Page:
Jay received his
Ph.D. in Biostatistics
from Johns Hopkins in 1971. Jays first positions after graduation were at the National Center for Health Statistics in Rockville, MD and the Howard University College of Medicine in Washington, DC. In 1976 he moved to Houston to work as a biostatistician on cancer clinical trials at the University of Texas MD Anderson Cancer Center
In 1983 he formed Applied Logic Associates, a contract research organization, in Houston. ALA provided data management, biostatistical and regulatory services on clinical trials for pharmaceutical, biotechnology and medical device firms. About 60% of services were delivered to emerging biotech firms working in oncology. However firms working in internal medicine and ophthalmology benefited through ALA's transfer of sophisticated statistical methods originally developed for use in cancer research. Under his leadership ALA participated in the approval of many critical care products in oncology, wound healing, epilepsy, cardiovascular disease and ophthalmology. At the time that ALA was sold to Westat, Inc. Rockville, MD in 2001 there were 50 ALA employees in Houston. Jay and his wife, Linda, moved to Chevy Chase, MD in 2003.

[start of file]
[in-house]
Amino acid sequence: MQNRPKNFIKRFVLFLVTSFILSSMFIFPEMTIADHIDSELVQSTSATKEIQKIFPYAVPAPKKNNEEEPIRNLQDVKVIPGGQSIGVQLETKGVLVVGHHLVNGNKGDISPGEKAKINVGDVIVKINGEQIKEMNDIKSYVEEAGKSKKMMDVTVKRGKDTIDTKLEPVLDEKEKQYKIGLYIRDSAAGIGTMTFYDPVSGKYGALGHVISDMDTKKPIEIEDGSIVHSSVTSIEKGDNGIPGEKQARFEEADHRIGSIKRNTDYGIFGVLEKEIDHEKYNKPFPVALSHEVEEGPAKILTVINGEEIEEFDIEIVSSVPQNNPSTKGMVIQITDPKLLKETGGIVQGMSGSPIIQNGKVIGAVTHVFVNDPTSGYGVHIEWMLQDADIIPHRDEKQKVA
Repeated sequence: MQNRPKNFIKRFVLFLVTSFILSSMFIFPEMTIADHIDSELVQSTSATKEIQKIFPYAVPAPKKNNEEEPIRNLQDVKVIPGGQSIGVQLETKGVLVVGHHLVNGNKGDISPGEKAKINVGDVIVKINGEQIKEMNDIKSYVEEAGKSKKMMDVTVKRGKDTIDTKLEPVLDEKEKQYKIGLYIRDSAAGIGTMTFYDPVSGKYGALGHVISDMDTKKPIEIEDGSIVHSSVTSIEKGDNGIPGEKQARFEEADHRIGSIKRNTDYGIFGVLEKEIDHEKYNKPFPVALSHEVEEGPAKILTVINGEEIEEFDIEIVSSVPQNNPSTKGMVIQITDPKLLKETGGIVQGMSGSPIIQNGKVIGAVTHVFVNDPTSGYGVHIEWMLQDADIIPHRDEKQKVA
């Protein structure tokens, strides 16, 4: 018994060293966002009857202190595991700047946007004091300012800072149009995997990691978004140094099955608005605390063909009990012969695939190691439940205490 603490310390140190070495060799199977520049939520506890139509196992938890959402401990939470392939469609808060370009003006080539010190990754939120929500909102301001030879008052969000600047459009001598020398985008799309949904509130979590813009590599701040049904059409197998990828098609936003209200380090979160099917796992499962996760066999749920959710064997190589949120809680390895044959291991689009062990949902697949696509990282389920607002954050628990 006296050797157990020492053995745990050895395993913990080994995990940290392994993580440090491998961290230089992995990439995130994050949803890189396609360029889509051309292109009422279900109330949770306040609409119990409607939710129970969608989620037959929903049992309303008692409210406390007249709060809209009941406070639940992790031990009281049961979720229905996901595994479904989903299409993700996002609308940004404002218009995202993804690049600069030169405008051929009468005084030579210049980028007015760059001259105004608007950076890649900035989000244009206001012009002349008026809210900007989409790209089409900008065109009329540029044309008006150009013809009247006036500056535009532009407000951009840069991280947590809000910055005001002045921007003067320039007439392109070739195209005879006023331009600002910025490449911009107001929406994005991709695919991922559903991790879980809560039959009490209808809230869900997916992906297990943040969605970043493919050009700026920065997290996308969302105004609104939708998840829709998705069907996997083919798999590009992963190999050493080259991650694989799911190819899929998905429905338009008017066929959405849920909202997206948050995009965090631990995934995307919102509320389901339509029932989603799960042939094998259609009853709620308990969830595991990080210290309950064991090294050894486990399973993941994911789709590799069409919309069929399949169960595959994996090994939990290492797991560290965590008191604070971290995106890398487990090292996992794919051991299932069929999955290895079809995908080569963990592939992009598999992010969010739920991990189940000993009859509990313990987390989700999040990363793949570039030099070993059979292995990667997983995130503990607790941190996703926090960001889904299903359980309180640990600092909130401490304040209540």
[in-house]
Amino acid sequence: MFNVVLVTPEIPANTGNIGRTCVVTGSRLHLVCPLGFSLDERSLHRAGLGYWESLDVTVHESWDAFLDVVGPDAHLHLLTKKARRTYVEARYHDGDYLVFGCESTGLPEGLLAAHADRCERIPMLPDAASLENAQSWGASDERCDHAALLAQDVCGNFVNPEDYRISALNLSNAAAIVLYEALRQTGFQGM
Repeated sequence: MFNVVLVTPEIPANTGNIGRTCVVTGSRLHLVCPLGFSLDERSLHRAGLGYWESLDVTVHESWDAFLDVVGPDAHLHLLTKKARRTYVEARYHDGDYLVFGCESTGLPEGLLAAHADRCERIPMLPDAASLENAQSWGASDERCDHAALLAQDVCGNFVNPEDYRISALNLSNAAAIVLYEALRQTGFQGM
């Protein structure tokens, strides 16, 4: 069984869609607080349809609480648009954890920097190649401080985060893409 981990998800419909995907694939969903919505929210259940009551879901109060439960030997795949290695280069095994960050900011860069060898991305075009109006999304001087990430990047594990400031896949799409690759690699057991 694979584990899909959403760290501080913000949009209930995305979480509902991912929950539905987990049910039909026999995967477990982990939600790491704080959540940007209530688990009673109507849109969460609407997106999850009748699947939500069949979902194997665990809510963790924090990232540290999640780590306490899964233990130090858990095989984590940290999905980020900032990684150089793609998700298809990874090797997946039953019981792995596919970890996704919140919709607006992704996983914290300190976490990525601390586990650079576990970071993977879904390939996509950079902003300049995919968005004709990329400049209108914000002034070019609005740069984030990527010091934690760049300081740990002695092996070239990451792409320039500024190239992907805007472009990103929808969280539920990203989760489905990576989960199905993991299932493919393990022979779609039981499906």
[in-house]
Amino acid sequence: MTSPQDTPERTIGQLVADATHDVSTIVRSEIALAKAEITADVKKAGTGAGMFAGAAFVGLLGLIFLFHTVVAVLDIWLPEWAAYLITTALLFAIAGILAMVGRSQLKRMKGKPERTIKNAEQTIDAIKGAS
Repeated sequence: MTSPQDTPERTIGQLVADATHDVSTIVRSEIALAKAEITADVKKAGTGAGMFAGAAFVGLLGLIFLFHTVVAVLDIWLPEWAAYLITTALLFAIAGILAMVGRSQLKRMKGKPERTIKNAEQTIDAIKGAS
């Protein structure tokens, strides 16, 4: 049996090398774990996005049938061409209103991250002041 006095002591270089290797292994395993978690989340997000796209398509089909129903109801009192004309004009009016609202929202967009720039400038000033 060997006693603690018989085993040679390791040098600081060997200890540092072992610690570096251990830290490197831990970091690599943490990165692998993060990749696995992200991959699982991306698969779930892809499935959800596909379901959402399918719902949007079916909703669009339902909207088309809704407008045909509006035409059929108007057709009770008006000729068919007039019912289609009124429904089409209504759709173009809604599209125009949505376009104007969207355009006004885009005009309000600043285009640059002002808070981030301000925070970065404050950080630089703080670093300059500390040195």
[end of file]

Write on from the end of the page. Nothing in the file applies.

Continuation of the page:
During the past 40 years he has developed methods for design and analysis of clinical trials with planned interim analyses and sample size re-estimation. He is currently working on models to estimate false positive levels in cardio-oncology safety reporting. He organized and chaired the first data monitoring committee in the pharmaceutical industry and helped FDA draft a guidance document on data monitoring committees. Jay is a regular attendee at FDA Advisory Committee and American Society for Clinical Oncology meetings reports regularly on trends in FDA policy and cancer treatment. He has numerous publications in the medical and statistical journals and presentations at statistical meetings. His book, Data and Safety Monitoring in Clinical Trials, Second Edition, Chapman and Hall, 2017 is considered the definitive guide to safety review in industry – sponsored clinical trials.
Jay now works as a consultant or data monitoring committee member for several pharmaceutical, biotech and medical device firms. He recently served as principal biostatistical consultant for the first approved biosimilar to the popular cancer drug trastuzumab. He is now at work on a biosimilar to bevacizumab. Serving as Senior Associate in Biostatistics at Johns Hopkins Bloomberg School of Public Health, Baltimore, he teaches in several graduate courses and is a regular attendee at journal clubs and seminars and serves as a career counselor and placement advisor to master’s students. He volunteers weekly as a newsreader for the blind on Dial In radio.
Jay’s second career is that of a futurist. He has written articles and been an invited speaker on the future of the pharmaceutical industry, scenarios for the coming osteoporosis epidemic, the future of air travel, volunteerism, health insurance, Maryland counties and podiatry practice. He often combines standup comedy with his futurist talks.